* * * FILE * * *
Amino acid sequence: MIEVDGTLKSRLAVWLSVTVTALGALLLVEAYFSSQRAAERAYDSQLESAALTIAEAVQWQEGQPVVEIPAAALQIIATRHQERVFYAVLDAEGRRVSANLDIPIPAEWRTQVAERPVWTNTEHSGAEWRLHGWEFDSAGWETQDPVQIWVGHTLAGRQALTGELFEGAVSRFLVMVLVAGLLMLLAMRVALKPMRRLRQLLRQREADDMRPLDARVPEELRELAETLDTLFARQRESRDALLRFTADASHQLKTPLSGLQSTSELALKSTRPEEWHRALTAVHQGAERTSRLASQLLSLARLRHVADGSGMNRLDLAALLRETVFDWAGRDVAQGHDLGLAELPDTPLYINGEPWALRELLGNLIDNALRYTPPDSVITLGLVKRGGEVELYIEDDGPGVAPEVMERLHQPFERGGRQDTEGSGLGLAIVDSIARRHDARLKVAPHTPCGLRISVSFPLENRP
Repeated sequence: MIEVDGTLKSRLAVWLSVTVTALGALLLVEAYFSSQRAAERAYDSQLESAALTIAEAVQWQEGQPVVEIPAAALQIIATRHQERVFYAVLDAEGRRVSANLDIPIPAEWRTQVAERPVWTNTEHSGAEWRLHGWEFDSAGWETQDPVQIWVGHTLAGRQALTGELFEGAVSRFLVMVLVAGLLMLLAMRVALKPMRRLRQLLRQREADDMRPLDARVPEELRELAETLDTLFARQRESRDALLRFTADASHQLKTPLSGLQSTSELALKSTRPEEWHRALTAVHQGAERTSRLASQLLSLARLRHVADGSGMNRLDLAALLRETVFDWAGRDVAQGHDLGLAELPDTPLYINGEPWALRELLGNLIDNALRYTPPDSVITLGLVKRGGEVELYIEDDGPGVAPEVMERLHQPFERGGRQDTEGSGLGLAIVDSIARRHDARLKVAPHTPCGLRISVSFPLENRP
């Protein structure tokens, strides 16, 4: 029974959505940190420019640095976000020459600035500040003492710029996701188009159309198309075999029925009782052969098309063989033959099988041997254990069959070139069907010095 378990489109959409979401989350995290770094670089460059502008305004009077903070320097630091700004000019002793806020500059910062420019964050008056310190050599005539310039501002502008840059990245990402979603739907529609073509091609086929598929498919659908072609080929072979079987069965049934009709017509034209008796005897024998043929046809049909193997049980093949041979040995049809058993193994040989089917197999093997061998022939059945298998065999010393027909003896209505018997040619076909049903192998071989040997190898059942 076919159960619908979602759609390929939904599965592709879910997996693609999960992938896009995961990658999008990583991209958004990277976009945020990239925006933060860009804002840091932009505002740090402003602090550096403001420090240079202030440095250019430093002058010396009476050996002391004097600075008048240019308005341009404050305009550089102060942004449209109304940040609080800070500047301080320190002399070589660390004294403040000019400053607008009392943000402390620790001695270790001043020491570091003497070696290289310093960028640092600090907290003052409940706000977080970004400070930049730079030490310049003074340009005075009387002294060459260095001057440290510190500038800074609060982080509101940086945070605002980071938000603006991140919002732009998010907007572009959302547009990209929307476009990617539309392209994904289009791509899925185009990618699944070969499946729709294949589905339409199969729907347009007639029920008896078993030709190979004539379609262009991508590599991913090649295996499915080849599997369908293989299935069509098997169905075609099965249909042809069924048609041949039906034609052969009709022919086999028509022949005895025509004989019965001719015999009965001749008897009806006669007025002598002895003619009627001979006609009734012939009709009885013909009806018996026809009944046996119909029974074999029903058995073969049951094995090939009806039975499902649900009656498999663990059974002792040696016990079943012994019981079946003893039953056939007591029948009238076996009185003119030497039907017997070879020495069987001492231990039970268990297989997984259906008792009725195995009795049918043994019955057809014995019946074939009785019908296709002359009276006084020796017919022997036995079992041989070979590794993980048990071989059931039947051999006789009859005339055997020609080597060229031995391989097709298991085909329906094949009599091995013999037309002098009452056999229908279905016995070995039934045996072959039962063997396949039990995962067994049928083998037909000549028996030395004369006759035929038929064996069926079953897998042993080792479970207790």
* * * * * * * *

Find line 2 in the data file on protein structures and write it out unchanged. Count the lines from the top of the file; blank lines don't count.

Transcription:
Repeated sequence: MIEVDGTLKSRLAVWLSVTVTALGALLLVEAYFSSQRAAERAYDSQLESAALTIAEAVQWQEGQPVVEIPAAALQIIATRHQERVFYAVLDAEGRRVSANLDIPIPAEWRTQVAERPVWTNTEHSGAEWRLHGWEFDSAGWETQDPVQIWVGHTLAGRQALTGELFEGAVSRFLVMVLVAGLLMLLAMRVALKPMRRLRQLLRQREADDMRPLDARVPEELRELAETLDTLFARQRESRDALLRFTADASHQLKTPLSGLQSTSELALKSTRPEEWHRALTAVHQGAERTSRLASQLLSLARLRHVADGSGMNRLDLAALLRETVFDWAGRDVAQGHDLGLAELPDTPLYINGEPWALRELLGNLIDNALRYTPPDSVITLGLVKRGGEVELYIEDDGPGVAPEVMERLHQPFERGGRQDTEGSGLGLAIVDSIARRHDARLKVAPHTPCGLRISVSFPLENRP